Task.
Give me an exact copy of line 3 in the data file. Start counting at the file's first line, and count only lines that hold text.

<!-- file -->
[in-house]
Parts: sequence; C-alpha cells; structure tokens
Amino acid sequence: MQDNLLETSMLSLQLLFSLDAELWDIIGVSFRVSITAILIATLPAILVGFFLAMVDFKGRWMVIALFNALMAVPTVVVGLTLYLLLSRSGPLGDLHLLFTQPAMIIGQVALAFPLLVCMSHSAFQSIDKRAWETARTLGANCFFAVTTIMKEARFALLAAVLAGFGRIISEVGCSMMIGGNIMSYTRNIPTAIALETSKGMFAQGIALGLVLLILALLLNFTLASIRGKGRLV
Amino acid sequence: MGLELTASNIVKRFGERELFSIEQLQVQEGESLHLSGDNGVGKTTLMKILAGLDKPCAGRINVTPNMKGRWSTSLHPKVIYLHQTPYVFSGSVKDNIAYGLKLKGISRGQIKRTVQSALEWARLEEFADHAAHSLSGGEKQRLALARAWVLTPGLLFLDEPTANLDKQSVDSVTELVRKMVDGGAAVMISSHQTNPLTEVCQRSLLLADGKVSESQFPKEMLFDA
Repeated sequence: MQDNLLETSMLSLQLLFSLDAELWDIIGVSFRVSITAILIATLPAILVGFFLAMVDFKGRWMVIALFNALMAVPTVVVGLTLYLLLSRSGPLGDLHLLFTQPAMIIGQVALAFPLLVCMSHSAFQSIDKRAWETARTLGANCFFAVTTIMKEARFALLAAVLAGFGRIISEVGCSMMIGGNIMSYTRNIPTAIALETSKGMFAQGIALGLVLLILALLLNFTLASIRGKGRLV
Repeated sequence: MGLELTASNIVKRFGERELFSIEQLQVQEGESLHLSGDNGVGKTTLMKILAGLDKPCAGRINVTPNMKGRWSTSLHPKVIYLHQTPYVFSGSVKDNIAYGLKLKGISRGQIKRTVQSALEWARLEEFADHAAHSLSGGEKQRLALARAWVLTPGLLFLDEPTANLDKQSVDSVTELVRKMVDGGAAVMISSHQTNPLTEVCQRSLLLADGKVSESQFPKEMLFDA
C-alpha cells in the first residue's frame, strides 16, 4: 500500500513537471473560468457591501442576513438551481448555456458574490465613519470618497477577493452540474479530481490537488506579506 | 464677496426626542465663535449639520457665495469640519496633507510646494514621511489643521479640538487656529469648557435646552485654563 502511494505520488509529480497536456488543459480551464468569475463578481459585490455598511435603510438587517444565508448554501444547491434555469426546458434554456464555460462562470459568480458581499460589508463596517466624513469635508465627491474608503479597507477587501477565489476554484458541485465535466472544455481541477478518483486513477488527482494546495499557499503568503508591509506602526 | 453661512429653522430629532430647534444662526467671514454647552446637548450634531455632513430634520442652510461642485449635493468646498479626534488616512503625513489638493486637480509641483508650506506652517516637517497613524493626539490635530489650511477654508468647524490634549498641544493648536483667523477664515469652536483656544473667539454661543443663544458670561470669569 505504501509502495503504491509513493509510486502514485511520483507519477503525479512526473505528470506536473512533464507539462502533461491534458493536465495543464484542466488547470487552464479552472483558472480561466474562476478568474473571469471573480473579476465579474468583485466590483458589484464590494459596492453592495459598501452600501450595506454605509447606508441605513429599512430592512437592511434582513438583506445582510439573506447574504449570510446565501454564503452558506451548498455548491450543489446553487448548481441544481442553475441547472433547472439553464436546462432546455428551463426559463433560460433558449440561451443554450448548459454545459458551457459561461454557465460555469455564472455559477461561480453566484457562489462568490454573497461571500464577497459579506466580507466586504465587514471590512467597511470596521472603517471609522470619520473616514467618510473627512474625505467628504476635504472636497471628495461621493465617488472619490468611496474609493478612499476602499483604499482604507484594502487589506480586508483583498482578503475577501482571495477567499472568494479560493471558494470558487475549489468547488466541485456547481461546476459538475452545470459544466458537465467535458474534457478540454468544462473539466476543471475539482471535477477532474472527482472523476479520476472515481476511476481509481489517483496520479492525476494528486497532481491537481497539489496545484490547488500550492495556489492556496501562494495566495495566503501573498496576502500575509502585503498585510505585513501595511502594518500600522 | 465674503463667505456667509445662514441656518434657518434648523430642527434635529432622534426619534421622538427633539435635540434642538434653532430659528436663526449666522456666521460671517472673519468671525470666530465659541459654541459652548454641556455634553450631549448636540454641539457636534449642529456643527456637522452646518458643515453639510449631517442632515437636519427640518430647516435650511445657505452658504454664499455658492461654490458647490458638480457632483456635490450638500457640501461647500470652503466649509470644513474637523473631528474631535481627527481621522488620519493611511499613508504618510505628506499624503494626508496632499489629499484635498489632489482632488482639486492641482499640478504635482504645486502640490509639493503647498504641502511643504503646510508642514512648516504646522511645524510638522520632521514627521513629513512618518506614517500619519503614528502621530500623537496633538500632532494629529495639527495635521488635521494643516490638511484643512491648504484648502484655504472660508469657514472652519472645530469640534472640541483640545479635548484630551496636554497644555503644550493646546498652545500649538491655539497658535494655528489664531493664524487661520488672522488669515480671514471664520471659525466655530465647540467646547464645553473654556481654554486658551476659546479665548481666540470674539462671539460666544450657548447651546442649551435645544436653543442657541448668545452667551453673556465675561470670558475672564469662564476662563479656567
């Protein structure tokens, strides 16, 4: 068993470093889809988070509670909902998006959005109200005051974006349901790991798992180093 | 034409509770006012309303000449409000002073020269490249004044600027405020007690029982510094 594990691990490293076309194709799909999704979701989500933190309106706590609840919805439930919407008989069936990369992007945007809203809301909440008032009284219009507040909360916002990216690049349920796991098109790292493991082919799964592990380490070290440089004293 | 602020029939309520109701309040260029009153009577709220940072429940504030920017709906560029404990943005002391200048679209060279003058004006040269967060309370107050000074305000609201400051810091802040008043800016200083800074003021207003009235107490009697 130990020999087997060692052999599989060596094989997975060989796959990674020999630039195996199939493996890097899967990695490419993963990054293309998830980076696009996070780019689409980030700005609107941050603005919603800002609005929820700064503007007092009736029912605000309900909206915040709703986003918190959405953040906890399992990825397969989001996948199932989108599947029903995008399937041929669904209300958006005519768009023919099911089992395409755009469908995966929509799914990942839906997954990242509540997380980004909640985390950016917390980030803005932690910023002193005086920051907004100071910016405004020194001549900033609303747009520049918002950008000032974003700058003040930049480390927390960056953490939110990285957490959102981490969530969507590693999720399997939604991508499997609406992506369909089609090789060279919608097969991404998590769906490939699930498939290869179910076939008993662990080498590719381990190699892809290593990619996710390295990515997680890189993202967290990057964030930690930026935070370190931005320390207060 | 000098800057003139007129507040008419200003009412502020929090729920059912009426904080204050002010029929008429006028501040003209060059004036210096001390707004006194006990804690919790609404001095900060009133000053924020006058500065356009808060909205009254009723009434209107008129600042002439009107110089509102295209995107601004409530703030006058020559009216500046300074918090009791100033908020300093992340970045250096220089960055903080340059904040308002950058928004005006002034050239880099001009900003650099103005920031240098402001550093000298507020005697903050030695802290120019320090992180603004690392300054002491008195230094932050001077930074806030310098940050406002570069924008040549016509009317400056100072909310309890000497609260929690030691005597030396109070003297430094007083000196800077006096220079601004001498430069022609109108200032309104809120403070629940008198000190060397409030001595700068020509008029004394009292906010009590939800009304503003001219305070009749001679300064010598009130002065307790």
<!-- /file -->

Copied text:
Amino acid sequence: MQDNLLETSMLSLQLLFSLDAELWDIIGVSFRVSITAILIATLPAILVGFFLAMVDFKGRWMVIALFNALMAVPTVVVGLTLYLLLSRSGPLGDLHLLFTQPAMIIGQVALAFPLLVCMSHSAFQSIDKRAWETARTLGANCFFAVTTIMKEARFALLAAVLAGFGRIISEVGCSMMIGGNIMSYTRNIPTAIALETSKGMFAQGIALGLVLLILALLLNFTLASIRGKGRLV